Cloud Migration: Waze Logo

Waze (est. 2006; acquired by Google in 2013) is a GPS-enabled navigation application that uses real-time user location data and user-submitted reports to suggest optimized routes.

Migration Objective 

Though Waze moved to the cloud very early on, their fast growth quickly led to production issues that caused painful rollbacks, bottlenecks, and other complications. They needed to find a way to get faster feedback to users while mitigating or eliminating their production issues.  

Migration Strategy and Results 

Waze decided to run an active-active architecture across multiple cloud providers — GCP and Amazon Web Services (AWS) — to improve the resiliency of their production systems. This means they’re better-positioned to survive a DNS DDOS attack, or a regional or global failure. An open source continuous delivery platform called Spinnaker helps them deploy software changes while making rollbacks easy and reliable. Spinnaker makes it easy for Waze’s engineers to deploy across both cloud platforms, using a consistent conceptual model that doesn’t rely on detailed knowledge of either platform.  

Key Takeaways

  • Some business models may be a better fit for multiple clouds. Cloud strategies are not one-size-fits-all. Waze’s stability and reliability depends on avoiding downtime, deploying quick fixes to bugs, and ensuring the resiliency of their production systems. Running on two clouds at once helps make it all happen. 
  • Your engineers don’t necessarily have to be cloud experts to deploy effectively. Spinnaker streamlines multi-cloud deployment for Waze such that developers can focus on development, rather than on becoming cloud experts.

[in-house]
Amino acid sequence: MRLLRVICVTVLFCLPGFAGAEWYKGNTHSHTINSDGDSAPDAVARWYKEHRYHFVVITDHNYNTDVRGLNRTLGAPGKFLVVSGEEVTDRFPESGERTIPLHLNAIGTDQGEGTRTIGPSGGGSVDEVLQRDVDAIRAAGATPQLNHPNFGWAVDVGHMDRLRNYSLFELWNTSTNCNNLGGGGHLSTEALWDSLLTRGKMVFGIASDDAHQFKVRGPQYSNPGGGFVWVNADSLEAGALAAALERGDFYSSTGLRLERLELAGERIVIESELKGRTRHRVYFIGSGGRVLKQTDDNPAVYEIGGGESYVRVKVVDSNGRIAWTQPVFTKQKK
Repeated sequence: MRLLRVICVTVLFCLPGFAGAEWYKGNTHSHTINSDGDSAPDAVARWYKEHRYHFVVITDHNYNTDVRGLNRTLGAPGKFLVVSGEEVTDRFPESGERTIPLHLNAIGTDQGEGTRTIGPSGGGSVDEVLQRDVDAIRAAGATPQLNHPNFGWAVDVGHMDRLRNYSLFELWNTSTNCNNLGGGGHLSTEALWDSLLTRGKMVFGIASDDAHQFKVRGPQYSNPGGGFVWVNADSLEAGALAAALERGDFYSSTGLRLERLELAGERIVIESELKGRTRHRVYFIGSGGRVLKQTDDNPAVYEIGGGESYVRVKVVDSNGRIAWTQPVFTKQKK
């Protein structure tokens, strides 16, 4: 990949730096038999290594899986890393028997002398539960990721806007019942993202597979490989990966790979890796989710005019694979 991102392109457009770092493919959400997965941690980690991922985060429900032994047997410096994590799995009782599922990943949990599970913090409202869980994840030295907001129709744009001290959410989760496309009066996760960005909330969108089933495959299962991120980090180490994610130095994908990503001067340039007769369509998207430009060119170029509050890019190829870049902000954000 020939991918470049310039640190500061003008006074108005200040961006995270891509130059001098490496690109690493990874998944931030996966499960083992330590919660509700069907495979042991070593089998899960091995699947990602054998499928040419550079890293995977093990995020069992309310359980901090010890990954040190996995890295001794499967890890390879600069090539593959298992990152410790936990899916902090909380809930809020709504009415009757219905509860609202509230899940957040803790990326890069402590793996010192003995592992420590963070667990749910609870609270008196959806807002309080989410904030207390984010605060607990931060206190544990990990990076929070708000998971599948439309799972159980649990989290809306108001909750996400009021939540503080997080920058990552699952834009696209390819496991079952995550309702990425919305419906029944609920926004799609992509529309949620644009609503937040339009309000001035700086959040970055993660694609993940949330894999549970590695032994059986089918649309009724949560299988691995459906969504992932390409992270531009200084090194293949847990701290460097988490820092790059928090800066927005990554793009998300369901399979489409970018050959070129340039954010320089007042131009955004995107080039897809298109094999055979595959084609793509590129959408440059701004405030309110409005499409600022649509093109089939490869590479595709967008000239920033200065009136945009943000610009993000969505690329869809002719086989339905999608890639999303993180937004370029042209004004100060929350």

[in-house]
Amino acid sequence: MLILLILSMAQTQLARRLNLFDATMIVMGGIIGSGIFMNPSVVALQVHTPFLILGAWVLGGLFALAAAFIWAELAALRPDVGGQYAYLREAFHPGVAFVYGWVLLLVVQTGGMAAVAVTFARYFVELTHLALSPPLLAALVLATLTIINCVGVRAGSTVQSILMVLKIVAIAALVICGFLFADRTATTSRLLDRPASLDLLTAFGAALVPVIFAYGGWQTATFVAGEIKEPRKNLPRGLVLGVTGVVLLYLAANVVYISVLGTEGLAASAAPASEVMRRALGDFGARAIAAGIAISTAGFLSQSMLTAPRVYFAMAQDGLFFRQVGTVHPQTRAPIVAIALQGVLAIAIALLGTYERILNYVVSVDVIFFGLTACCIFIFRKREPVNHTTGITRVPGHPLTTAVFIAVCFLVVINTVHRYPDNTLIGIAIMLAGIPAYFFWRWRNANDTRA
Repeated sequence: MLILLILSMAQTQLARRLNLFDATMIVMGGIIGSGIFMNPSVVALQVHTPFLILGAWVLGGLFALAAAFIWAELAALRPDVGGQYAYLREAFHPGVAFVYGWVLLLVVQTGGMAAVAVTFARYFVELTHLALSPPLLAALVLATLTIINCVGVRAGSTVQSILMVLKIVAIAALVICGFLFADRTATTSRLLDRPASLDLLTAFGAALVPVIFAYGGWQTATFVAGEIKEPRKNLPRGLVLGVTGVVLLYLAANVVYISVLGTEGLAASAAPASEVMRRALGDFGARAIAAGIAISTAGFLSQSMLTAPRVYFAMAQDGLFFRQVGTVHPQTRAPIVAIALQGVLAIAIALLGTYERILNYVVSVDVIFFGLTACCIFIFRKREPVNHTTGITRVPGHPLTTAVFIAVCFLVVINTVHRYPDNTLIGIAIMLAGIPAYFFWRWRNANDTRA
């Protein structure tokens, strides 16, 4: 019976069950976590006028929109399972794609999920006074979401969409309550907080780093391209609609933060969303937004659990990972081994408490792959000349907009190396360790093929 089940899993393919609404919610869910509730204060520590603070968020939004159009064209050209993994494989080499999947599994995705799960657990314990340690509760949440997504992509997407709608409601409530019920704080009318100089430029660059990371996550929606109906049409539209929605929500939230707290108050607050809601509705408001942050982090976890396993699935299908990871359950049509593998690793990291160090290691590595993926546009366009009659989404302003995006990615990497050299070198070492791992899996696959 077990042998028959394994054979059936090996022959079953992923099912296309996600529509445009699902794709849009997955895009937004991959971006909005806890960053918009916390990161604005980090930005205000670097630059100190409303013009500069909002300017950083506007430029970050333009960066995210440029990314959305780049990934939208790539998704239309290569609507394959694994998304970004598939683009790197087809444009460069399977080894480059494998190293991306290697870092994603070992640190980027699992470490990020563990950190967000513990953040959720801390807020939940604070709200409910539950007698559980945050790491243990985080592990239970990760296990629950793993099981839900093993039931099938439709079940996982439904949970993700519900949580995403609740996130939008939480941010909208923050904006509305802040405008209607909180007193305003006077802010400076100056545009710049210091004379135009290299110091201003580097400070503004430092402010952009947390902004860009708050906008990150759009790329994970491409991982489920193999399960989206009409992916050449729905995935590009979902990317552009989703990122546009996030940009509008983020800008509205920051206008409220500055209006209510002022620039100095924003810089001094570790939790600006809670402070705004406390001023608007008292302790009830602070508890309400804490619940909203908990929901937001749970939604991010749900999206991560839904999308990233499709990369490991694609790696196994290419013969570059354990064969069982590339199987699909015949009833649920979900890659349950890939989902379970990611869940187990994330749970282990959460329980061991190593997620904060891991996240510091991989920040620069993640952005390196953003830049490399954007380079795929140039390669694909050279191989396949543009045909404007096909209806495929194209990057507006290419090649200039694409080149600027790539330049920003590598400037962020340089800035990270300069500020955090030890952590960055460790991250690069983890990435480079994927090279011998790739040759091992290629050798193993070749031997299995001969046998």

Deploying software more frequently doesn’t have to mean reduced stability/reliability. Continuous delivery can get you to market faster, improving quality while reducing risk and cost.

#7 AdvancedMD: Bare Metal to Cloud

Cloud Migration: AdvancedMD Logo

AdvancedMD (est. 1999) is a software platform used by medical professionals to manage their practices, securely share information, and manage workflow, billing, and other tasks. 

Migration Objective 

AdvancedMD was being spun off from its parent company, ADP; to operate independently, it had to move all its data out of ADP’s data center. Since they handle highly sensitive, protected patient data that must remain available to practitioners at a moment’s notice, security and availability were top priorities. They sought an affordable, easy-to-manage, and easy-to-deploy solution that would scale to fit their customers’ changing needs while keeping patient data secure and available.

Migration Strategy and Results 

AdvancedMD’s on-premise to cloud migration would avoid the need to hire in-house storage experts, save them and their customers money, ensure availability, and let them quickly flex capacity to accommodate fluctuating needs. It also offered the simplicity and security they needed. Since AdvancedMD was already running NetApp storage arrays in its data center, it was easy to use NetApp’s Cloud Volumes ONTAP to move their data to AWS. ONTAP also provides the enterprise-level data protection and encryption they require.

Key Takeaways

  • Again, ensuring data security in the cloud may require extra steps. Though cloud has improved or mitigated some security concerns (e.g., vulnerable OS dependencies, long-lived compromised servers), hackers have turned their focus to the vulnerabilities that remain. Thus, your cloud migration strategy may need extra layers of controls (e.g., permissions, policies, encryption) to address these cloud security challenges.
  • When service costs are a concern, cloud’s flexibility may help. AdvancedMD customers are small to mid-sized budget-conscious businesses. Since cloud auto-scales, AdvancedMD never pays for more cloud infrastructure than they’re actually using. That helps them keep customer pricing affordable.

#8 Dropbox: Cloud to Hybrid

Cloud Migration: Dropbox Logo

Dropbox (est. 2007) is a file hosting service that provides cloud storage and file synchronization solutions for customers.

Migration Objective